New Nicollet Mall needs input from diverse Minnesotans


Minneapolis took a big step toward an improved Nicollet Mall Thursday when the city and Downtown Council chose a design team for the street’s revitalization. James Corner Field Operations (known for its work on the High Line linear park in New York) edged out two other finalists. Corner’s team included several Minnesota design firms. For me, the winning plan stood out as the best combination of imaginative, practical, sustainable, and local.

I say local with a few key caveats.

While Minnesota firms are on the design team, true public involvement has so far received a lot of lip service. The City of Minneapolis, the Downtown Council, and the Field Operations team all need to do more to articulate what kind of public involvement they see for creating a design which will actually include the people who use Nicollet Mall currently. This is particularly important given that the renderings which Field Operations showed on Tuesday did a very poor job highlighting people of color, which could be an ominous sign for the future of the project. Now is the time to bring in the robust engagement with diverse Minnesotans that could make a new Nicollet Mall a real strength.

Also, there needs to be more public input on financing. Corner admitted in a conversation following the Tuesday night presentation that with an expected $30 to $40 million budget, the Nicollet Mall redo is going to be lean, but his team was the best choice to figure out how to make the most of it. Still, with so many demands for city funding, should we spend that kind of money on a public space that while in need of some upgrades is in relatively good shape.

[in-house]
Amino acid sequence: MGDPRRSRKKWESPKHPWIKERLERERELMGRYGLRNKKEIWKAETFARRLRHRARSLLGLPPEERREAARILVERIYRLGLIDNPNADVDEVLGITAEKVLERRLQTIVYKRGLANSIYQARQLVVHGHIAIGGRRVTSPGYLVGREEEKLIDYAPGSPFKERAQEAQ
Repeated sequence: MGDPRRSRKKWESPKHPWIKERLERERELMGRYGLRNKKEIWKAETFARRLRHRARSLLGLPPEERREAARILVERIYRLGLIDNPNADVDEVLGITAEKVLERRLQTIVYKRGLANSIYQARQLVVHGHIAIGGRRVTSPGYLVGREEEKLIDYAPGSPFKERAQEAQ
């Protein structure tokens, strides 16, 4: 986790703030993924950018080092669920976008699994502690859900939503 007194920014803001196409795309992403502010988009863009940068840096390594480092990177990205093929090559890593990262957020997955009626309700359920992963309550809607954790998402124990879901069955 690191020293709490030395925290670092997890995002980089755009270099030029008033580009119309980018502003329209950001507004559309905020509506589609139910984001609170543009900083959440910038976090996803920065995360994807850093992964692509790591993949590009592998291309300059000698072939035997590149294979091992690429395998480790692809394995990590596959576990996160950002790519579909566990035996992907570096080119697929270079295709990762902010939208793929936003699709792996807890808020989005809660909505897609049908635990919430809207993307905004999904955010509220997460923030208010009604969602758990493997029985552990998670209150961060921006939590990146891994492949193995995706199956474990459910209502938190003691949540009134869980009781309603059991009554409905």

The financing plan on the table is suspect, with the city hoping to raise funds through a combination of $20 million in state bonding and soon-to-be announced assessments on downtown businesses. Council person Robert Lilligren said Tuesday following the finalists’ presentations, Nicollet Mall’s revitalization is a top city priority, and local leaders will demonstrate that commitment to Legislature. We’ll know more when the City Council meets October 4th.

From an architectural perspective, the design team has given city leaders a number of selling points for the pitch to state lawmakers. During an interview Thursday morning on MPR’s The Daily Circuit, Corner said in the design process, he had been “struck by how walkable, how livable the city [of Minneapolis] is,” and his team’s proposal shows most of all how committed it’ll be to enhancing that aspect of Minneapolis. Maybe its most imaginative feature is what the team called “social furniture,” a system of both fixed seating and freely movable chairs which creates fluid, flexible gathering spaces along the mall’s walking space.

Some of these spaces could be truly parklike birch groves, but others will actually be the Field Operations team’s answer to existing bus shelters. Too often these are eyesores which keep people in a vaguely embarrassing pen in the middle of the sidewalk. The plan for Nicollet Mall shows attractive new ones developed with local firm Julie Snow Architects: covered but open, inviting seating areas which could include coffee kiosks and other small business outposts.

Field Operations also has particular experience with paving systems that are environmentally sustainable, such as water-channeling pavement it used on the High Line project. On the Nicollet Mall design, the firm used trees and plantings with storm runoff neatly directed into solid but still porous ground surfaces.

While a new Nicollet Mall is hardly an urgent or ideal use of state funds compared with the many other complex issues facing Minnesota, it does seem very likely to move ahead at this point. The project that the Field Operations team proposed could have real value as a public, social space and an aid to interconnectedness in Minneapolis, and I’m now guardedly optimistic as the planning starts in earnest.